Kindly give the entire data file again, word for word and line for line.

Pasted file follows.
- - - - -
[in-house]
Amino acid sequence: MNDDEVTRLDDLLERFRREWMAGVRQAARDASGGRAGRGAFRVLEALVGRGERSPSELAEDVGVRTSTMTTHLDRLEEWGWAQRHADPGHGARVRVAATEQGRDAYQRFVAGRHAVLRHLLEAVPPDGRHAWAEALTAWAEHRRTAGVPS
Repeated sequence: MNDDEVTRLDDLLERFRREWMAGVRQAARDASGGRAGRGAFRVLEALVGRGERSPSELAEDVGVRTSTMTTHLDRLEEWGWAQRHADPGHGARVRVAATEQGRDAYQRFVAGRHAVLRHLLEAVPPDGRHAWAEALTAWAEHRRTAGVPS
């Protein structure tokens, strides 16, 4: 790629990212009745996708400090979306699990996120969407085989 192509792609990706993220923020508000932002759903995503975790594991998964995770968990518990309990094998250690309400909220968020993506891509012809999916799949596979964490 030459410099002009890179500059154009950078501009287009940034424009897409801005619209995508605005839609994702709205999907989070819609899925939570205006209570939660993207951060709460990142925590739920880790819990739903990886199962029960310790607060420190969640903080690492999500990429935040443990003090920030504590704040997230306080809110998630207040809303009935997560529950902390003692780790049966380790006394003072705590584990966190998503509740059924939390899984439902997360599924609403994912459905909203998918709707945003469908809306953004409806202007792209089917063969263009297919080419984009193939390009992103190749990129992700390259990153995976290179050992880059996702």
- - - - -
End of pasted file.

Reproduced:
[in-house]
Amino acid sequence: MNDDEVTRLDDLLERFRREWMAGVRQAARDASGGRAGRGAFRVLEALVGRGERSPSELAEDVGVRTSTMTTHLDRLEEWGWAQRHADPGHGARVRVAATEQGRDAYQRFVAGRHAVLRHLLEAVPPDGRHAWAEALTAWAEHRRTAGVPS
Repeated sequence: MNDDEVTRLDDLLERFRREWMAGVRQAARDASGGRAGRGAFRVLEALVGRGERSPSELAEDVGVRTSTMTTHLDRLEEWGWAQRHADPGHGARVRVAATEQGRDAYQRFVAGRHAVLRHLLEAVPPDGRHAWAEALTAWAEHRRTAGVPS
């Protein structure tokens, strides 16, 4: 790629990212009745996708400090979306699990996120969407085989 192509792609990706993220923020508000932002759903995503975790594991998964995770968990518990309990094998250690309400909220968020993506891509012809999916799949596979964490 030459410099002009890179500059154009950078501009287009940034424009897409801005619209995508605005839609994702709205999907989070819609899925939570205006209570939660993207951060709460990142925590739920880790819990739903990886199962029960310790607060420190969640903080690492999500990429935040443990003090920030504590704040997230306080809110998630207040809303009935997560529950902390003692780790049966380790006394003072705590584990966190998503509740059924939390899984439902997360599924609403994912459905909203998918709707945003469908809306953004409806202007792209089917063969263009297919080419984009193939390009992103190749990129992700390259990153995976290179050992880059996702």